But I've enjoyed Dan Ariely's previous books on behavioral economy (I can't believe I just wrote that sentence), so I figured I'd take a chance. He has a gift not only for researching why we act so irrationally, but also for explaining the results in a way that helps us understand ourselves better. And he's funny and a great storyteller! Pairing up with financial comedian (!) Jeff Kreisler was perfect for this book that explores our irrational relationship with money.

The first chapters were fascinating, each focusing on a tactic we use to deceive ourselves when it comes to buying, selling, or saving. But they don't leave us there feeling stupid about our irrational bad financial decisions. The last chapters give practical strategies for being more rational about our money and suggestions for ways society could support people trying to resist the siren call of spend- spend- spend.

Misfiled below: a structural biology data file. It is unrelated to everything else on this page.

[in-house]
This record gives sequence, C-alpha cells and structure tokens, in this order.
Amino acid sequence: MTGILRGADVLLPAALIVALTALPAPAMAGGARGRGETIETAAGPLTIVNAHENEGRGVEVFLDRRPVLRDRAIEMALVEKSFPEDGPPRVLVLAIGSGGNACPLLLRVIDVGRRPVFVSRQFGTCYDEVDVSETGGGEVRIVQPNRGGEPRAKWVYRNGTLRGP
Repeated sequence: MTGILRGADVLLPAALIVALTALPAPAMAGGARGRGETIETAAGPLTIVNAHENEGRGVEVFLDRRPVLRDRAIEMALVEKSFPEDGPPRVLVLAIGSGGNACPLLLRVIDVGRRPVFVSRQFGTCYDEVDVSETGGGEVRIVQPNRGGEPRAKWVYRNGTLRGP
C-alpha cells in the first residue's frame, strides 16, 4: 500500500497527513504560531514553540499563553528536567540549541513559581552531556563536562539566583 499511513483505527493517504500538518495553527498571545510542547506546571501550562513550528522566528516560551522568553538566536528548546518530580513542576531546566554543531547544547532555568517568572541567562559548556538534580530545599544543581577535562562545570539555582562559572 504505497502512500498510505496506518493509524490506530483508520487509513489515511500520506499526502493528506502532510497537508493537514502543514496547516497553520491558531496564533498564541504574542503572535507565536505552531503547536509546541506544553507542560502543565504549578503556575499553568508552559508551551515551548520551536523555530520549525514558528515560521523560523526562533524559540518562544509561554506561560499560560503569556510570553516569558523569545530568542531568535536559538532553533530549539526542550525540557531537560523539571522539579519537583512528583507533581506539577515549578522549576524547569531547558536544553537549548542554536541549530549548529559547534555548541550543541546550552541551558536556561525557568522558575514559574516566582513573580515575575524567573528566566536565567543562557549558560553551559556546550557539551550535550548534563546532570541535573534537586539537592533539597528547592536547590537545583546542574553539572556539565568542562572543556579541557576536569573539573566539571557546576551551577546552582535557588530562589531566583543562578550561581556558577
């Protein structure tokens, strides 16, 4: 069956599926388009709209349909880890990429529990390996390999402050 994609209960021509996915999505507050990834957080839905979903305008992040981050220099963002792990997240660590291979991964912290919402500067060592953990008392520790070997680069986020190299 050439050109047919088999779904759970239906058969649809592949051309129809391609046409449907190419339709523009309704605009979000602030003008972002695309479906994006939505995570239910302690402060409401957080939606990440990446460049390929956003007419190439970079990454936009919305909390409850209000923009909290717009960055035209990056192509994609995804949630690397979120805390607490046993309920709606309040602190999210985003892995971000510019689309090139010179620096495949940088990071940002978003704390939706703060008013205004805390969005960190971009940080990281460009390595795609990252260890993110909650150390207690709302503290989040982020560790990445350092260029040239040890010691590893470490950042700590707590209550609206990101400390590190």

All this and wonderful delivery, too. Simon Jones and delivered the funny bits lines

42 of 43 people found this review helpful

  • Wicked Plants

  • The Weed That Killed Lincoln's Mother and Other Botanical Atrocities
  • By: Amy Stewart
  • Narrated by: Coleen Marlo
  • Length: 4 hrs and 28 mins
  • Unabridged
  • Overall
    4 out of 5 stars 1,027
  • Performance
    4 out of 5 stars 932
  • Story
    3.5 out of 5 stars 927

Beware! The sordid lives of plants behaving badly. A tree that sheds poison daggers; a glistening red seed that stops the heart; a shrub that causes paralysis; a vine that strangles; and a leaf that triggered a war. Amy Stewart, best-selling author of Flower Confidential, takes on over two hundred of Mother Nature's most appalling creations in an A to Z of plants that kill, maim, intoxicate, and otherwise offend.